Saras Feijóo explains why the festival hopes to share the humanity within the art of the contemporary clown
In recent years, the art of clowning has been moving towards centre stage in Scotland. Following on from the popular Clown Cabaret Scratch Night, Saras Feijóo presents the first Edinburgh Contemporary Clown Festival, with a chance to see international stars of this dynamic form of physical theatre.
'Ultimately, it is about revealing the humanity that we have within ourselves, a humanity that society so often encourages us to hide behind masks,' says Feijóo. The festival includes visits from Switzerland's Gardi Hutter and Ricardo Puccetti from Brazil, while it's a homecoming for Leith-born Johnny Melville, who became legendary for his work during the 1970s. Workshops complete the programme, presenting a brief yet comprehensive overview of the diversity within current clowning.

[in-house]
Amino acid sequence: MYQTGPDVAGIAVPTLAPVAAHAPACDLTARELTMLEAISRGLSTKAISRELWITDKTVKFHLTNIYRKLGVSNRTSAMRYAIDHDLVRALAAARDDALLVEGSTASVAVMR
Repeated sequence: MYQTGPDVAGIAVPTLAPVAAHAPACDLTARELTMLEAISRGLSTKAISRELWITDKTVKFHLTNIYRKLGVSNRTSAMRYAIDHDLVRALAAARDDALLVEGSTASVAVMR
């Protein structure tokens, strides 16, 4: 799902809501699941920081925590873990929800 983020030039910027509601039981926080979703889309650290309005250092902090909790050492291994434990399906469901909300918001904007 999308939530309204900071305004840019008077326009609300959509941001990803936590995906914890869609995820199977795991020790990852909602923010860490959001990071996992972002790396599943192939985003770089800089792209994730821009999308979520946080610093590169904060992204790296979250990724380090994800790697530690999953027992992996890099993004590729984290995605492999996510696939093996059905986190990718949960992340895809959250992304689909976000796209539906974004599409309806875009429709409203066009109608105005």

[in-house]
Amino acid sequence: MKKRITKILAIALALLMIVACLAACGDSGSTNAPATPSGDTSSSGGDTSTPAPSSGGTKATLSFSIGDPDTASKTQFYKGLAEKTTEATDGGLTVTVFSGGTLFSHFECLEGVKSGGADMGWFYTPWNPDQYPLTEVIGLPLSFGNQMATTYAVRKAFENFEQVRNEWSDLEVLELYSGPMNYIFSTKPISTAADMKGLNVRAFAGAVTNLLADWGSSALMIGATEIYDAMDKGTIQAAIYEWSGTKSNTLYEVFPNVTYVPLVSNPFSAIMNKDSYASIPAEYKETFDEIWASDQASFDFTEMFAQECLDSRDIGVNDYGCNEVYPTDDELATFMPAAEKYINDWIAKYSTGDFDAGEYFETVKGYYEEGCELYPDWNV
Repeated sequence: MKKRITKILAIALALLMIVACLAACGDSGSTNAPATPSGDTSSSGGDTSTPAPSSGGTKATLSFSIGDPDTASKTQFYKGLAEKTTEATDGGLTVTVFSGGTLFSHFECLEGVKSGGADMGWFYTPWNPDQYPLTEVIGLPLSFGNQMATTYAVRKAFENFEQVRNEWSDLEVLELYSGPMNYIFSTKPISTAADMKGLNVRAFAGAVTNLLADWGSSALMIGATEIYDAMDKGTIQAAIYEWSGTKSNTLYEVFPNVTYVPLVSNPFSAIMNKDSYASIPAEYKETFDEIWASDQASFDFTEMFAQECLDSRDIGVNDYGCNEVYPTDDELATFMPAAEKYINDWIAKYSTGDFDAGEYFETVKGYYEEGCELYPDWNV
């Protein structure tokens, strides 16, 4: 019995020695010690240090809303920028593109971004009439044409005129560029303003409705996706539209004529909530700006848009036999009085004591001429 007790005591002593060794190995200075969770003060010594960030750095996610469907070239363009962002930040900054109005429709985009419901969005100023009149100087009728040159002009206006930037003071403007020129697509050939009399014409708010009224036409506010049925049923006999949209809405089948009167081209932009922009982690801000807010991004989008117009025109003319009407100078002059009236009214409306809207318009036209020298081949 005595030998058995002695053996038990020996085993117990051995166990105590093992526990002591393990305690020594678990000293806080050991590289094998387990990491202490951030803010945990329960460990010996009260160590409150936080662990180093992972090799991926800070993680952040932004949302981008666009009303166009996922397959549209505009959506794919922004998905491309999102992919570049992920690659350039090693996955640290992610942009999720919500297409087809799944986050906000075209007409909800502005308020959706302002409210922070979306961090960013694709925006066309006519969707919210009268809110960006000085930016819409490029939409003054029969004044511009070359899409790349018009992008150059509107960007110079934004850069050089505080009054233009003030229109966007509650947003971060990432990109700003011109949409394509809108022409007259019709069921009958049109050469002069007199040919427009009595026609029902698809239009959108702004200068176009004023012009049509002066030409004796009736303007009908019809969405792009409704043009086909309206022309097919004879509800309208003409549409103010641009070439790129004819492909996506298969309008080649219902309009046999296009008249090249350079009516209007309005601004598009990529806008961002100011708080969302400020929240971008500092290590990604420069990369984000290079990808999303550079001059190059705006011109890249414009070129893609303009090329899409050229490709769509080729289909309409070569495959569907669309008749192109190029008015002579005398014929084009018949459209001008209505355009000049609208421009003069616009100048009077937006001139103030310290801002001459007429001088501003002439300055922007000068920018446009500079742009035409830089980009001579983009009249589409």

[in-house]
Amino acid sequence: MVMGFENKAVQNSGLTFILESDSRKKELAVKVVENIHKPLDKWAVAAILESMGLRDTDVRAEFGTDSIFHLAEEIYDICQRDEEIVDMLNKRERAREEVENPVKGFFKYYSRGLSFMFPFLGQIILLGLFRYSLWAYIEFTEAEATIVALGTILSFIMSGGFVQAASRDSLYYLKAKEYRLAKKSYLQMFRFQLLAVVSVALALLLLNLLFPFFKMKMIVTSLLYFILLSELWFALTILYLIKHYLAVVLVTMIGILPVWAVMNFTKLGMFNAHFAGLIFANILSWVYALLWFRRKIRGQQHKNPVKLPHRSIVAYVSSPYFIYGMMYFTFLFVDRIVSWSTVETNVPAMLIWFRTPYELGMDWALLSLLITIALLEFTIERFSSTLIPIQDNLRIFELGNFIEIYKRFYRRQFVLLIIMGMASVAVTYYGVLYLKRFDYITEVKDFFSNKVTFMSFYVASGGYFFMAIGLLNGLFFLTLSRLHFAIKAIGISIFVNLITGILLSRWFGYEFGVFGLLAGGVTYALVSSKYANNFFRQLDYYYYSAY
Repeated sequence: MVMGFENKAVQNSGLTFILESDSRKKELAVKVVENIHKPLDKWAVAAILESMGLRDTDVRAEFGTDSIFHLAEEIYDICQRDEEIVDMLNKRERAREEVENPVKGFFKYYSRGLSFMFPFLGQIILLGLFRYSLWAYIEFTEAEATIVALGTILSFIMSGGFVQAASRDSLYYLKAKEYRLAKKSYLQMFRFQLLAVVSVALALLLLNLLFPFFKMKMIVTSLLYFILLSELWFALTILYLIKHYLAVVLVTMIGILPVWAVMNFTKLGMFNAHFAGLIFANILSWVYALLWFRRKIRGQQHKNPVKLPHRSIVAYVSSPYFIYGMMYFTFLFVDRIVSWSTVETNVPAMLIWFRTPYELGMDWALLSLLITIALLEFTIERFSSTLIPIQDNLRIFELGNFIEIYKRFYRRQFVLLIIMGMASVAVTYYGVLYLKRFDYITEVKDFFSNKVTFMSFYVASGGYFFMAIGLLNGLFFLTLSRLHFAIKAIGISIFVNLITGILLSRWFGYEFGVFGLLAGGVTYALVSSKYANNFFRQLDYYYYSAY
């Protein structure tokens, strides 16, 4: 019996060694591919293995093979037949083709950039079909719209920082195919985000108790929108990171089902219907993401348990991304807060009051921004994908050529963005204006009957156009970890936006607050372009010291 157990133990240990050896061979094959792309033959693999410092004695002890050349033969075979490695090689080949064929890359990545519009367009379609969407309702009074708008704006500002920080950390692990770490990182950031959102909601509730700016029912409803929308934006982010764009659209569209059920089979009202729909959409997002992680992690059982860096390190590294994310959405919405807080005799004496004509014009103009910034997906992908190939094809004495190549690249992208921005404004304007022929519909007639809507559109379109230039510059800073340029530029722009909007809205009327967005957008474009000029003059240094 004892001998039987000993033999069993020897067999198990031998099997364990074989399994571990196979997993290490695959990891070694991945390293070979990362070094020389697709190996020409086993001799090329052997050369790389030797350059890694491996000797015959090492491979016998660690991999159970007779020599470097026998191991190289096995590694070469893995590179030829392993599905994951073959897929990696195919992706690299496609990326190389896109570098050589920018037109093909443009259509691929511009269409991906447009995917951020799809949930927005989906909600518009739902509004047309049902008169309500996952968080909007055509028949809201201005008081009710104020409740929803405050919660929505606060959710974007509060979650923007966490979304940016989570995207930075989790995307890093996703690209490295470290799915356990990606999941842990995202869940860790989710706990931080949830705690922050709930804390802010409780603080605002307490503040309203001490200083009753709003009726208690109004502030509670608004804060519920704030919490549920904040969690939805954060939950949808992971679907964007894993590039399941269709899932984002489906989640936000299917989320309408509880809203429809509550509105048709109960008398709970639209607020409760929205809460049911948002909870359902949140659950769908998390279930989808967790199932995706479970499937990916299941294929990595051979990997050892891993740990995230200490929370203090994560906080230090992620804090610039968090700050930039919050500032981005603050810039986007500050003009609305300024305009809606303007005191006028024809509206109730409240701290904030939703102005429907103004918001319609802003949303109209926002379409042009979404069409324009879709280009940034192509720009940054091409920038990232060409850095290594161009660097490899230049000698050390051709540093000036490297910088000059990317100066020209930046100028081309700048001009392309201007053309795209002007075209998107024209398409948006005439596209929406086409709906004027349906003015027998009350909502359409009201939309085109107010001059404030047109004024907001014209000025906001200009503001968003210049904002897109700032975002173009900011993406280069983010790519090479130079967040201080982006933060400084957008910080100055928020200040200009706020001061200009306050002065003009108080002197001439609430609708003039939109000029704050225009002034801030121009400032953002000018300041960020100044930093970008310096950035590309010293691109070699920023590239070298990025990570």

As well as producing the festival, Feijóo performs and acts as an advocate for the form through Clownstepping. Her collaboration with Melanie Jordan and Tim Licata led to the scratch nights, which revealed both a depth of clown talent in Scotland and an audience ready for more. 'The gift that contemporary clown brings to us is going through the "uncomfortability" of looking at ourselves to find our vulnerability, our playful side, and our own individual way of doing things,' says Feijóo. 'Clown gives us a different dimension, so it's a great addition to the Scottish cultural rainbow which already has many colours.'
Assembly Roxy, Edinburgh, Thu 3–Sat 5 May